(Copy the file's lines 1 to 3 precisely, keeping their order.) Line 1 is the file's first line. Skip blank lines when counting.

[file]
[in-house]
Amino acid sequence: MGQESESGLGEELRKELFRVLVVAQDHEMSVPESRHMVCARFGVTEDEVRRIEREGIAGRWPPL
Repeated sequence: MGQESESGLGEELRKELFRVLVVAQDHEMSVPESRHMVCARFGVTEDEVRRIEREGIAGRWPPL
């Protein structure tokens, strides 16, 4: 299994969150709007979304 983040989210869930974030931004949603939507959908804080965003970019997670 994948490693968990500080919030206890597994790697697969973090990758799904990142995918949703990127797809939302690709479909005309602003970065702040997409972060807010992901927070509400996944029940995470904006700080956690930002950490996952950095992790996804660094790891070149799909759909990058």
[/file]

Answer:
[in-house]
Amino acid sequence: MGQESESGLGEELRKELFRVLVVAQDHEMSVPESRHMVCARFGVTEDEVRRIEREGIAGRWPPL
Repeated sequence: MGQESESGLGEELRKELFRVLVVAQDHEMSVPESRHMVCARFGVTEDEVRRIEREGIAGRWPPL